Carrie Lozano is an award-winning documentary filmmaker and journalist. As director of the Sundance Institute’s Documentary Film and Artist Programs, she helps serve hundreds of filmmakers each year with funding, labs, fellowships and intensive artist support.
Prior to Sundance, she designed and directed the International Documentary Association’s Enterprise Documentary Fund, where she supported filmmakers with funds and professional development on projects at the intersection of documentary and journalism, including “Welcome To Chechnya,” “A Thousand Cuts,” “Through the Night,” “Always In Season” and “One Child Nation.” At IDA, she also led the Pare Lorentz Documentary Fund, which supports U.S.-focused social issue and environmental justice films.
Lozano was previously a documentary executive at Al Jazeera America and a senior producer of the network’s investigative series “Fault Lines,” where her team garnered numerous honors including an Emmy, a Peabody and several Headliner Awards. Lozano also led BAVC Media’s MediaMaker Fellowship and was a lecturer in the Documentary Program at U.C. Berkeley’s Graduate School of Journalism.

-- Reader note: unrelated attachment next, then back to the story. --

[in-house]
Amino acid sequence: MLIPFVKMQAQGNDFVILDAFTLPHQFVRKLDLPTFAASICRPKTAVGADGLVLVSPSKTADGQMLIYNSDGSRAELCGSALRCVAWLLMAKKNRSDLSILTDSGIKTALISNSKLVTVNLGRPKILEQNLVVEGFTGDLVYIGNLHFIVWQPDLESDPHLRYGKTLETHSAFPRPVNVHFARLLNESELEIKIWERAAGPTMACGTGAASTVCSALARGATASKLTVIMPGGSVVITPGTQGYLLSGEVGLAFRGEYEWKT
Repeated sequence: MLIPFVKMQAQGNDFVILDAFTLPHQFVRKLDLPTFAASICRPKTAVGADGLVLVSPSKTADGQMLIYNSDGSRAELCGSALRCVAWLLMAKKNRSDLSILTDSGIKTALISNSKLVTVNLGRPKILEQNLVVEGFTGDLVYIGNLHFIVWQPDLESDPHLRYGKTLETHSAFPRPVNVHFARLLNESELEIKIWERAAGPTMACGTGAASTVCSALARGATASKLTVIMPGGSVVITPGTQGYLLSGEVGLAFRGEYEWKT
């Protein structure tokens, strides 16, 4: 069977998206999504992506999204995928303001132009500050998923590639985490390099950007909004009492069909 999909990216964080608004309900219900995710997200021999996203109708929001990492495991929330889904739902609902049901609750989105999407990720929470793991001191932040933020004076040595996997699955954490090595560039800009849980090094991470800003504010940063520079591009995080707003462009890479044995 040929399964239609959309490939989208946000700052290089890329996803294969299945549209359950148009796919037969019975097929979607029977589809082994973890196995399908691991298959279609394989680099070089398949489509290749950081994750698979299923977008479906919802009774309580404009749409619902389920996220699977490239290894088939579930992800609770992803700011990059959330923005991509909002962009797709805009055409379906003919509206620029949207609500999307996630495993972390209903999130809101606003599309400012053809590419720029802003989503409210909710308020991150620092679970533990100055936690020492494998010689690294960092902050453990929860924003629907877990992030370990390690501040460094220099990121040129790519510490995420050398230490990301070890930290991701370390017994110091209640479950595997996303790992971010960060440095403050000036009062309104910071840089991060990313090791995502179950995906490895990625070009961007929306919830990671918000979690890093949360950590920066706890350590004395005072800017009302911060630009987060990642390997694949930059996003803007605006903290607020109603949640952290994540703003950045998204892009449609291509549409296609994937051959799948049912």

Among other work, she produced the Academy Award-nominated documentary “The Weather Underground,” the live cinema piece “Utopia In Four Movements” and produced, directed and edited the Teddy Award nominee “Reporter Zero.” Her most recent film, the 2016 documentary “The Ballad of Fred Hersch,” is a portrait of one of today’s foremost jazz pianists. Lozano serves on the advisory boards of U.C. Berkeley’s Graduate School of Journalism and PBS Frontline, and is a member of the Academy of Motion Picture Arts and Sciences.